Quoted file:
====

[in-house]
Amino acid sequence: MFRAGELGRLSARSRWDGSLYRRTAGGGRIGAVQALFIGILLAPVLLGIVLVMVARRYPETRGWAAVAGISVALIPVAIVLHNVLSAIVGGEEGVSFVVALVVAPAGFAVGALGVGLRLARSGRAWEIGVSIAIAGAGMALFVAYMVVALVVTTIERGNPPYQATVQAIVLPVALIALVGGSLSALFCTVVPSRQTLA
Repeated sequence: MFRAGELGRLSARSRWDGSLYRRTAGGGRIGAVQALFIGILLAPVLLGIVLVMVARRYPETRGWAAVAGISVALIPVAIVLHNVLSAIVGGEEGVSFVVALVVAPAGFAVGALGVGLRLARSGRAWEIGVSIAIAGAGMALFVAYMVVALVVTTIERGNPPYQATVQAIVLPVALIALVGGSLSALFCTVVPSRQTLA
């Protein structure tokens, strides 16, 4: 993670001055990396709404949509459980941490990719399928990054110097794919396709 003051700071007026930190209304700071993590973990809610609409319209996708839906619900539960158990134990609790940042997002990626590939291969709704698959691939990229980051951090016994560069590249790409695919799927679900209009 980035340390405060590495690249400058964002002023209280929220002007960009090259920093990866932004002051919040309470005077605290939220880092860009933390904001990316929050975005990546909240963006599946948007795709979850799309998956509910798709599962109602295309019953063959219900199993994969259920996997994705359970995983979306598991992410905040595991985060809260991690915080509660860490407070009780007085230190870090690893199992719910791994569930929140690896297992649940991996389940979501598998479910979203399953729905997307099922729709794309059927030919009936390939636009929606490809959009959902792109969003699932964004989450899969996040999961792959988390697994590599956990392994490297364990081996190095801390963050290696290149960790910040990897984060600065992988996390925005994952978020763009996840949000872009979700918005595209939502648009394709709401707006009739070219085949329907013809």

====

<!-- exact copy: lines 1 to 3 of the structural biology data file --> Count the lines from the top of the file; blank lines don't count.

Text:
[in-house]
Amino acid sequence: MFRAGELGRLSARSRWDGSLYRRTAGGGRIGAVQALFIGILLAPVLLGIVLVMVARRYPETRGWAAVAGISVALIPVAIVLHNVLSAIVGGEEGVSFVVALVVAPAGFAVGALGVGLRLARSGRAWEIGVSIAIAGAGMALFVAYMVVALVVTTIERGNPPYQATVQAIVLPVALIALVGGSLSALFCTVVPSRQTLA
Repeated sequence: MFRAGELGRLSARSRWDGSLYRRTAGGGRIGAVQALFIGILLAPVLLGIVLVMVARRYPETRGWAAVAGISVALIPVAIVLHNVLSAIVGGEEGVSFVVALVVAPAGFAVGALGVGLRLARSGRAWEIGVSIAIAGAGMALFVAYMVVALVVTTIERGNPPYQATVQAIVLPVALIALVGGSLSALFCTVVPSRQTLA